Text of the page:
OCEANSIDE — With two important issues to address during its May 9 meeting, the Oceanside City Council was met with a standing room only crowd of residents ready to voice their opinions.
The first public hearing item involved SOAR or “Save Open Space and Agricultural Resources.” The petition calls for a requirement of voter approval of proposals to change the land use designation or zoning of agricultural or open space land to any other use. This petition gathered 13,000 signatures which were submitted to the city in March.
The council was considering whether to accept the petition and put it on the November ballot. About 20 farmers, homeowners and concerned citizens voiced their opinions for and against. Long-time Oceanside farmers and Scott Ashton from the Chamber of Commerce were against the petition moving forward.
Some said they felt that those gathering the signatures used misleading tactics. Deputy Mayor Chuck Lowery agreed, stating he was shown a video of a paid signature collector telling an Oceanside resident Lowery supported SOAR when he does not. Lowery voted to order an additional report on the initiative to be presented to the City Council in 30 days. “We need to follow the research and get facts,” he stated.
Councilman Jack Feller opposes SOAR, stating “it’s wrong to take away property rights from farmers who have been farming 50 to 60 years” in the Morro Hills area of Oceanside. Feller also felt that some of the people who signed the petition are new to Oceanside and “don’t have a skin in the game.”
Councilman Jerome Kern stated that from hearing the resident responses “it struck home with me that I am opposed to ballot box voting.” Councilwoman Esther Sanchez countered by stating that as the rules stand “three members of the council can vote” and change zoning designations.
The council unanimously voted for a 30-day report that would gather more analysis of the fiscal impact, effects on housing, how it fits in with the city’s General Plan and infrastructure. A third party will be selected to conduct the report, which will be presented to the council at its next meeting on June 6.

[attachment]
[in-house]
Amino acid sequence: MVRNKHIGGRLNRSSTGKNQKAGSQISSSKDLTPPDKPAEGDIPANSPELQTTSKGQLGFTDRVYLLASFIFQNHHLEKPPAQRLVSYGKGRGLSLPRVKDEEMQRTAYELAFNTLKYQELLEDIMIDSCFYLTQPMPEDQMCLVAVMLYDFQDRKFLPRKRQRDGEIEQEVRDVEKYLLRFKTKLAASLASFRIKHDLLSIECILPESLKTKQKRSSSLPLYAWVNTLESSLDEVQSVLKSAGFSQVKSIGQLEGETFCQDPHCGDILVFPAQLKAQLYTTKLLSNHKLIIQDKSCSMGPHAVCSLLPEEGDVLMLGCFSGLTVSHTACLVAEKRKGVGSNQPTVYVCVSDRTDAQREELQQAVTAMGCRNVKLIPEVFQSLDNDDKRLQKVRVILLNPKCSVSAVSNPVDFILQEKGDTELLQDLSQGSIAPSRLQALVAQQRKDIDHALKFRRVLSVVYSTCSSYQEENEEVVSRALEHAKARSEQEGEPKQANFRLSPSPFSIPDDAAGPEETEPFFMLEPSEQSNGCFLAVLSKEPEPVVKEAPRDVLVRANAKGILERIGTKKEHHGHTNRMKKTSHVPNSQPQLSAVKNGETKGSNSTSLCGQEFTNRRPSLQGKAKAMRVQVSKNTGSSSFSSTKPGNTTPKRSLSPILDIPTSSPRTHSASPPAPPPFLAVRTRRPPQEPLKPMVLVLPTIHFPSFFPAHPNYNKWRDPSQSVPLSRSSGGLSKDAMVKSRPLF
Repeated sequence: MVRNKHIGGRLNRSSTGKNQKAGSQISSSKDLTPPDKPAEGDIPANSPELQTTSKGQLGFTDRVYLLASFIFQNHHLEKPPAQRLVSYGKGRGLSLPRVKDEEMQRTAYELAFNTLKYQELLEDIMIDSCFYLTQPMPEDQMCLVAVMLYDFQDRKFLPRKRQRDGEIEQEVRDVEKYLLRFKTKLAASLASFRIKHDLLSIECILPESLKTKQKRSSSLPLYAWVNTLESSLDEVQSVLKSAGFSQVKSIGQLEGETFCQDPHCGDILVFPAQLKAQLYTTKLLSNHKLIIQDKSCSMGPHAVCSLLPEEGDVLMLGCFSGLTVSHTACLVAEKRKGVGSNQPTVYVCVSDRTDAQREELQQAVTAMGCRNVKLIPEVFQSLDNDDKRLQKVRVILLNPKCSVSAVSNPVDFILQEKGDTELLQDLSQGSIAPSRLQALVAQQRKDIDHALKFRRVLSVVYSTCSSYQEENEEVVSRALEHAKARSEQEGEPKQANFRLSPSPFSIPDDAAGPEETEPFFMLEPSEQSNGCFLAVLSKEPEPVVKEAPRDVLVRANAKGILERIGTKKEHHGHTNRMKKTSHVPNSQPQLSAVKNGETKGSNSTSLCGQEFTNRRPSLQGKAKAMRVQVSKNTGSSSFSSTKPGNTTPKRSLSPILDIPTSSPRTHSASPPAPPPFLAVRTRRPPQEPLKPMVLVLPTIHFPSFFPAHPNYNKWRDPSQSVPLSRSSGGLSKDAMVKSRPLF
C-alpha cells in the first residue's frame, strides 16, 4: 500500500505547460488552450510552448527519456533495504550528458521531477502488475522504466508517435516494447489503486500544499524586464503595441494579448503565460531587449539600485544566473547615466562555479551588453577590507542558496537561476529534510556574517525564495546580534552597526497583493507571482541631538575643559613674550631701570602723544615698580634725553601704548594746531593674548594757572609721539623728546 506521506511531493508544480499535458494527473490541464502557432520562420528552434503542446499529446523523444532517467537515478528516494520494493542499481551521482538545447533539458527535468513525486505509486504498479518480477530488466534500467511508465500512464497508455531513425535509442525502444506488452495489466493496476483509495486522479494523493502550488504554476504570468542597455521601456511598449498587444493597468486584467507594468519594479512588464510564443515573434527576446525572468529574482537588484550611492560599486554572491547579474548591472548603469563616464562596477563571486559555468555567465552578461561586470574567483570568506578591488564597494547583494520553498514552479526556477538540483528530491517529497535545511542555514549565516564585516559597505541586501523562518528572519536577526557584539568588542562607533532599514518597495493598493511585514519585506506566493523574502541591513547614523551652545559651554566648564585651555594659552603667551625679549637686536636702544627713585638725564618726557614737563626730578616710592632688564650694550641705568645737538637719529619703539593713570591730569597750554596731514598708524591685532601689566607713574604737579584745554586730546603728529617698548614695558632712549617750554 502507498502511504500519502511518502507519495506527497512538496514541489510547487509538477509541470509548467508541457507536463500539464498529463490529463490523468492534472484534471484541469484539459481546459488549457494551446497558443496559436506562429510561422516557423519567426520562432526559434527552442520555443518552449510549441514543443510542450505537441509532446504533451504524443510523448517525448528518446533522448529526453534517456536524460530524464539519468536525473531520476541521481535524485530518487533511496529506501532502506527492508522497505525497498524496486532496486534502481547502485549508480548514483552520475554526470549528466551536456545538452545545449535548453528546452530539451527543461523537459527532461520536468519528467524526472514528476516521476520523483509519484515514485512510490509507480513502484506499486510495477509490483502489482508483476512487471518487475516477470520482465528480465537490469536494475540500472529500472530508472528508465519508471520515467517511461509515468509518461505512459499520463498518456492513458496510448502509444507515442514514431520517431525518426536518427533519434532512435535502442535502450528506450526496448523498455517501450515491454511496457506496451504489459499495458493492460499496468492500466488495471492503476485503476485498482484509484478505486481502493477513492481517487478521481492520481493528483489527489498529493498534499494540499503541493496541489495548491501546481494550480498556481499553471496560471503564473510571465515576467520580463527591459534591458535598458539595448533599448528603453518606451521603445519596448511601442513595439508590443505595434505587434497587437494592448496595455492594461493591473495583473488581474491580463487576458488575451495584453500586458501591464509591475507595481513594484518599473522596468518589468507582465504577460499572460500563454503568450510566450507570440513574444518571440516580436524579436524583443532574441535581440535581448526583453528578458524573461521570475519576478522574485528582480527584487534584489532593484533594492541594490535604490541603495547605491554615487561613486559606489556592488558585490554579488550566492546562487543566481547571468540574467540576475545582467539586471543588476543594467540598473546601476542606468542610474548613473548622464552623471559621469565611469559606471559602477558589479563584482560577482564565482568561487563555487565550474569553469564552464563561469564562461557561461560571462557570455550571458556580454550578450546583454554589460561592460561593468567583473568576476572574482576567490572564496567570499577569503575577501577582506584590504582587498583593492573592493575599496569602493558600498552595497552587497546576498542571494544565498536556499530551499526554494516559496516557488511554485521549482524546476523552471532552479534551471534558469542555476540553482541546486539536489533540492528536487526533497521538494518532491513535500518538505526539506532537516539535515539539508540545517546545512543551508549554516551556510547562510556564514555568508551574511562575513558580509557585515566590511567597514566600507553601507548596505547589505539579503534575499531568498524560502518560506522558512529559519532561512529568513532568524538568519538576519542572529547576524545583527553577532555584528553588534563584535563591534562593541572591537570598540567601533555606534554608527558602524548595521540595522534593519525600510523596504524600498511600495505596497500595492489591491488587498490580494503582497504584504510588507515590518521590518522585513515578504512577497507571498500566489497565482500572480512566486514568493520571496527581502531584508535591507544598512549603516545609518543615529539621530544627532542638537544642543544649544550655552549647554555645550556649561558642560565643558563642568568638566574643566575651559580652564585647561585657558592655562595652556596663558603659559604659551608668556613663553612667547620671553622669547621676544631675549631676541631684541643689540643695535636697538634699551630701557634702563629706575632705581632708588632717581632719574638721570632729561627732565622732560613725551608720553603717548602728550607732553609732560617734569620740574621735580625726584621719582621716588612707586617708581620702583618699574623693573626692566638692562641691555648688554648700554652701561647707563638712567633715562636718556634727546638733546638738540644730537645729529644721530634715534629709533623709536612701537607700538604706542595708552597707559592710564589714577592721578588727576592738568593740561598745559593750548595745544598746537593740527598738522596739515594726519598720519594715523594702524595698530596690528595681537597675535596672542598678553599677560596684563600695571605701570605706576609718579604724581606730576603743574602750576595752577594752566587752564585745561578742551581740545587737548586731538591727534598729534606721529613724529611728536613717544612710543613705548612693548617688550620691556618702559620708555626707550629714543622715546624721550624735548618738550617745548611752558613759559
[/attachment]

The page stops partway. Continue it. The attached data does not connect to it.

The second hot-button topic was the proposed Fairfield Inn and Suites on Oceanside Boulevard between Vine and Clementine streets. The proposed project is a 99-room, four story, limited services hotel. The Planning Commission denied approval of the project back in February, citing incapability with land use, noise, traffic, and insufficient parking.
ABA Development LLC, the developer of the property issued an appeal to the decision. The City Council heard amendments to counter the concerns, which included public benefits such as traffic improvements to the signal at Ditmar Street and closing the sidewalk gap on the north side of Oceanside Boulevard to extend from Vine to Clementine. The developers also cited an estimated $2 million in occupancy tax going to the city every year.
More than 30 residents brought signs opposing the “horrible hotel” and approximately 20 residents voiced their opposition to it. Many of the residents, including Jane Marshall, president of the Board of Directors for the Oceanside Coastal Neighborhood Association, voiced their opposition to changing the zoning from single-family residential to commercial. “This is a discretionary project,” she said. “Keep it residential and create workforce housing which we so desperately need.
After more than an hour of heated opposition, the council voted to approve the project with Lowery and Sanchez the only two in opposition. Feller approved the project as long as the design included a signal into and out of the property on Oceanside Boulevard.
Many left the meeting in anger, chanting “Feller’s Folly” and vowing to start a petition to oppose the Fairfield project.